Reflections on a Rural Vision for Wales

The Welsh Local Government Association (WLGA) has launched a ‘Rural Wales Manifesto’ as part of a vision for a renewed rural economy. The Manifesto includes seven key asks, including supporting economic diversification through circular economy approaches, and creating a Smart and Thriving Rural Towns initiative.

The CCRI’s Bryonny Goodwin-Hawkins was part of the research team that helped inform the vision. Bryonny was a member of the ROBUST project’s Mid Wales ‘Living Lab, run in partnership with the WLGA. She explains, “A Living Lab is all about getting innovative experiments out of the university and into the real world. Our experiment actually began with a road trip! We visited most of the rural local authorities in Wales, and met passionate people who shared the challenges for their communities and their ideas for better futures.”

Energy to turn ideas into a shared vision came from the WLGA Rural Forum, which represents the nine predominantly rural local authorities in Wales. As momentum gathered, Aberystwyth University led on a major evidence report. Bryonny contributed a number of case studies from her research in ROBUST. “By celebrating existing initiatives, we not only share learning, but we share the vital message that rural places are innovative places,” she said. For example, “Monmouthshire have some fantastic digital projects. From a pilot to install superfast broadband in village halls, so that communities in ‘not-spots’ can get online, to plans for an ambitious data platform to grow the food sector and feed the public plate, they’re using digital connectivity for place-based solutions.”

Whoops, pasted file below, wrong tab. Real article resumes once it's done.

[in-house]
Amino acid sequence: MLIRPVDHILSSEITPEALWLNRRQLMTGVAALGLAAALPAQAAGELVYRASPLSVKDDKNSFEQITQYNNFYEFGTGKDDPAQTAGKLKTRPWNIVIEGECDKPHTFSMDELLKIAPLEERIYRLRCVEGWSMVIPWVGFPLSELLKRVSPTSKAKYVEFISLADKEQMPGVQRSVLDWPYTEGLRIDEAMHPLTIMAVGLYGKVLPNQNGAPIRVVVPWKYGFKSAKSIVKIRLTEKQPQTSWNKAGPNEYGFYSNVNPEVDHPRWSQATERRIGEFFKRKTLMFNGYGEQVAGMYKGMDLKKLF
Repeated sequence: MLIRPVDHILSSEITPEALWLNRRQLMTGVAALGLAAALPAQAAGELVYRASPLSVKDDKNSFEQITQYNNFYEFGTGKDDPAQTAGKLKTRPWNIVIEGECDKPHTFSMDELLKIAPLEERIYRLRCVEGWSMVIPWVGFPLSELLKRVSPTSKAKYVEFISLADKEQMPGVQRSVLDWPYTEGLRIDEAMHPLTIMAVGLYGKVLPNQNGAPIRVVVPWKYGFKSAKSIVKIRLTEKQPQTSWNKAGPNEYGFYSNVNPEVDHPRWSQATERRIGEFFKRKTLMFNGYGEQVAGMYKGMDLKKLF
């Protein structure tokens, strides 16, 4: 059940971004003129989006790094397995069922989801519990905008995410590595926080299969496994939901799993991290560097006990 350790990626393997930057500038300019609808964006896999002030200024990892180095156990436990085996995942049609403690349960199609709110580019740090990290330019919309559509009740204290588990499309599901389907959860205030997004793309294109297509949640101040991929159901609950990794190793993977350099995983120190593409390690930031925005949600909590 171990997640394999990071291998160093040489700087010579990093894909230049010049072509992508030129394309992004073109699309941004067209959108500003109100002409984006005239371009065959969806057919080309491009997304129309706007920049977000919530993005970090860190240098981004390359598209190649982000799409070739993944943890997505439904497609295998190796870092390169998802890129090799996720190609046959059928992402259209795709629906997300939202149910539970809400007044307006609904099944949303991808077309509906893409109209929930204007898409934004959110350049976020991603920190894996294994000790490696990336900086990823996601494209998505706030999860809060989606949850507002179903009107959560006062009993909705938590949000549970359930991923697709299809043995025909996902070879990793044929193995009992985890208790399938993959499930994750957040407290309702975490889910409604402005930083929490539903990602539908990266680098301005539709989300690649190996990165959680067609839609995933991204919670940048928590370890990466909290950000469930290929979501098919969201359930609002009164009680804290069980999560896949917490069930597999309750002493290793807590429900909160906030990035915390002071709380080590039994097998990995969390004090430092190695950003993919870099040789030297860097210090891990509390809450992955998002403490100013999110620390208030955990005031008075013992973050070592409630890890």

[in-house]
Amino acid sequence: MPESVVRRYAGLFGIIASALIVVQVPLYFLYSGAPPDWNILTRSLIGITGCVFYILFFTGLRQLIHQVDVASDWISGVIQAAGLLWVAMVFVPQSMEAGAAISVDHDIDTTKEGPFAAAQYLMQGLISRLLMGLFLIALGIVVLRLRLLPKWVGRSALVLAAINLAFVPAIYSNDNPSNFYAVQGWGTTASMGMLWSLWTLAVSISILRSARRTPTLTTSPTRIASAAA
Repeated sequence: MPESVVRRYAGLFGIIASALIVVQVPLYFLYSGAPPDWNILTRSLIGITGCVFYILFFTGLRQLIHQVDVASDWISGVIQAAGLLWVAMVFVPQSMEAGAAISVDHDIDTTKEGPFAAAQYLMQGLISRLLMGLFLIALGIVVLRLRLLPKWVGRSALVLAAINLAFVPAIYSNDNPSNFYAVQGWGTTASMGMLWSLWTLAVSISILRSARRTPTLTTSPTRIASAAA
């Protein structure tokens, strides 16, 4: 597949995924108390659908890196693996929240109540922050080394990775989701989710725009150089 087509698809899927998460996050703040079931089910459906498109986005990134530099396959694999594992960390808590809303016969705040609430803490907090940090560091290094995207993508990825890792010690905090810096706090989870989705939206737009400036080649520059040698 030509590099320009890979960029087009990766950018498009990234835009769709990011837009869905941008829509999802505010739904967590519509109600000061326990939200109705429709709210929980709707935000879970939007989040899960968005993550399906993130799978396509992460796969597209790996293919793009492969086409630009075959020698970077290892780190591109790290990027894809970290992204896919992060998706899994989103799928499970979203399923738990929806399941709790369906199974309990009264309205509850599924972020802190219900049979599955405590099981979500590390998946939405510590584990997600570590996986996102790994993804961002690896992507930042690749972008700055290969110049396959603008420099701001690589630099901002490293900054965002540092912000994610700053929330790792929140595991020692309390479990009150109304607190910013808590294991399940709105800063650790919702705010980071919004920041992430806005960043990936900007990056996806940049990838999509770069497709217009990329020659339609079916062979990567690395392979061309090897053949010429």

Bryonny was also involved in stakeholder workshops, and saw how the ‘new normal’ of online meetings created new possibilities for participatory methods. “People really engaged,” she reflects. “Communicating with each other in new ways also got us out of old ruts. I facilitated a discussion on rural housing, and people shared experiences of working remotely that raised effects and spillovers we might have overlooked even a year ago.”

Learning from the experience will stay with Bryonny as she starts work on the new National Innovation Centre for Rural Enterprise (NICRE): “NICRE’s values are places, people, practices and policies. Real change needs all these ingredients, and I’ve seen first-hand how researchers can play an important facilitative role in partnership with rural change-makers.”

More information about the WLGA Rural Manifesto and the supporting Rural Vision for Wales is available on the WLGA website.

You can follow Bryonny Goodwin-Hawkins on Twitter @bryonnygh